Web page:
The trial of three officers of Maryland's beleaguered Laurel Raceway opened today with a U.S. prosecutor charging that they raided the track's treasury for their own benefit in a scheme to defraud minority stockholders.
Assistant U.S. Attorney Schulman accused Joseph Shamy, his wife Greta and her father Daniel Rizk of reaping illegal profits from the harness racing track by taking personal loans and awarding a $2.4 million raceway construction contract to a company in which Joseph Shamy held a concealed interest.
"You will hear how Joseph Shamy and his family receives over $1 million -- money that came from Laurel Raceway." Schulman told jurors in the courtroom of U.S. District Judge James R. Miller.
"The government will not contest that the Shamy and Rizk families earned some of this money . . . that the construction project was done," Schulman said.
"What was important is that [the defendants] devised and perpetrated a scheme to defraud minority stockholders" in the track of their right to the officers' honest services, Schulmam said.
Michael Querques, Joseph Shamy's attorney, told the jurors, "We suggest that the government cannot prove its case against this man."
The lawyer argued that when jurors look at Shamy's actions in light of the pressures he faced when taking over Laurel in 1975, they would find his decisions were "not designed to scheme or cheat of defraud anybody, but decisions based upon . . . the instinct of survival."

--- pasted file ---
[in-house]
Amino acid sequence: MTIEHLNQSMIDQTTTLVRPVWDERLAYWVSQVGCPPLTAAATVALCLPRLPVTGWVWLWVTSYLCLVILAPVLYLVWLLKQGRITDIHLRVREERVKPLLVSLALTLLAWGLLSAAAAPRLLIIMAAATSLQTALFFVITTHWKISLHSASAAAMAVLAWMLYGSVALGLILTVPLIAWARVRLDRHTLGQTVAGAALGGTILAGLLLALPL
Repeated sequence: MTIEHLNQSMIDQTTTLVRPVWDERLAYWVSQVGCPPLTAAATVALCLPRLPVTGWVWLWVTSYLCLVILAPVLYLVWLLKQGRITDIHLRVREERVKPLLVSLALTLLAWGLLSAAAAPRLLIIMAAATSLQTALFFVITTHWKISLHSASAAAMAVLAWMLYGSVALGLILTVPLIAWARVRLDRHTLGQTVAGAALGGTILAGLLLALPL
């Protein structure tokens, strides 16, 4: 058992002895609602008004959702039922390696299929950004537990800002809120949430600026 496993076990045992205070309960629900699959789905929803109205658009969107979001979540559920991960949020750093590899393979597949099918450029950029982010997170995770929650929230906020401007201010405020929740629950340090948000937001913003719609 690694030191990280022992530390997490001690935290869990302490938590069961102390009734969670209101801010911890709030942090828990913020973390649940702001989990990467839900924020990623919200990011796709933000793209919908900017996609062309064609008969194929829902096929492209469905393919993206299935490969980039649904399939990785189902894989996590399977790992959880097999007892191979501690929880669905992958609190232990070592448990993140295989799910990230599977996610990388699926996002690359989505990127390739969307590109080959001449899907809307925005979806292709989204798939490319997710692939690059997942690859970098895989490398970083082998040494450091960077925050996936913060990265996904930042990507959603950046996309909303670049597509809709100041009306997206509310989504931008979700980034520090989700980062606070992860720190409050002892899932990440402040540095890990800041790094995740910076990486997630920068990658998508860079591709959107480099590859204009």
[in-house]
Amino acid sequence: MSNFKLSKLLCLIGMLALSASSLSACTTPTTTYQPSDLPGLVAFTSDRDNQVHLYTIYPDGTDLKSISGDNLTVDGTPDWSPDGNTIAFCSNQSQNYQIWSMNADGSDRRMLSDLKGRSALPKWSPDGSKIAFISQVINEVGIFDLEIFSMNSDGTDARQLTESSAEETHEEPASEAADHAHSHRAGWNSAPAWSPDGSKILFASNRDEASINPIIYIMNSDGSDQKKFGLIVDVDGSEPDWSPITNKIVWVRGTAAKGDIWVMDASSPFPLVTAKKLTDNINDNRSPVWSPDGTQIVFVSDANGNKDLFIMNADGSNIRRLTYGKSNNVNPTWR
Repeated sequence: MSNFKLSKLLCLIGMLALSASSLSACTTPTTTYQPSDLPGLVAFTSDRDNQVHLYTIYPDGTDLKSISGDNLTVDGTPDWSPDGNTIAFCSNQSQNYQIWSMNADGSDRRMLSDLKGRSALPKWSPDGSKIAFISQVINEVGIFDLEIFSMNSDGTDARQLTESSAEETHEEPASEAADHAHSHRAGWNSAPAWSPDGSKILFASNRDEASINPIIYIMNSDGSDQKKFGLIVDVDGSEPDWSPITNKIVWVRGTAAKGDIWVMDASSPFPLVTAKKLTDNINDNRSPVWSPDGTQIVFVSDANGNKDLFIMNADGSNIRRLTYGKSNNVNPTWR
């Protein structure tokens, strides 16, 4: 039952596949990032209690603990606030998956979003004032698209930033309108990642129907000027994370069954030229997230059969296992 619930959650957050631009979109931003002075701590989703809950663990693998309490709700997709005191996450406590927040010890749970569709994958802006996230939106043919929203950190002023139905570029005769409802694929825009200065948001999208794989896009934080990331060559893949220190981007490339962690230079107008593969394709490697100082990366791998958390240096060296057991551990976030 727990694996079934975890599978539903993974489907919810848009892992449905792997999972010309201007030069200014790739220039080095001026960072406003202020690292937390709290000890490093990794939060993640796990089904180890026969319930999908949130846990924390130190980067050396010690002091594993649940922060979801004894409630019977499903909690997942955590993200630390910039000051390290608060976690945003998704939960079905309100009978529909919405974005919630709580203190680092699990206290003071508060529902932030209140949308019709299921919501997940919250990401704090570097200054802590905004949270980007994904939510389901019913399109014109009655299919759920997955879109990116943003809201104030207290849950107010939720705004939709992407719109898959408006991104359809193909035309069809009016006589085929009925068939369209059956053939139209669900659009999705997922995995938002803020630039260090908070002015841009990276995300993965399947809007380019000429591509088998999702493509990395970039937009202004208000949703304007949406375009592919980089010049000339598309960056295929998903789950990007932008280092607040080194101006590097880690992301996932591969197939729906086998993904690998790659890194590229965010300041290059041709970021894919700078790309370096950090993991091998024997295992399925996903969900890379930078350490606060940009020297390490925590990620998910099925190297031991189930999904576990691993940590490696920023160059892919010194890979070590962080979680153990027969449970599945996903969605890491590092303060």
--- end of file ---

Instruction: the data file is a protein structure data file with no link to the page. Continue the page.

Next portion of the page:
Querques said Joseph Shamy's actions kept Laurel afloat in the face of stiff competition from the nearby Rosecroft race track and an ultimatum from the Maryland racing commission that he "rebuild the track or else."
The trial of the Shamys and Rizk, all of whom are from New Jersey, is the latest in a series of legal problems for Laurel, a five-eighths-mile harness racing track in Howard County. In 1976 the raceway's old clubhouse was burned down in an arson fire. Since then, the majority owners of the track have been beset with lawsuits by banks, creditors and minority stockholders and by both state and federal investigations.
In court today, attorneys for Rizk and Greta Shamy both reserved their opening statements for a later point in the trial.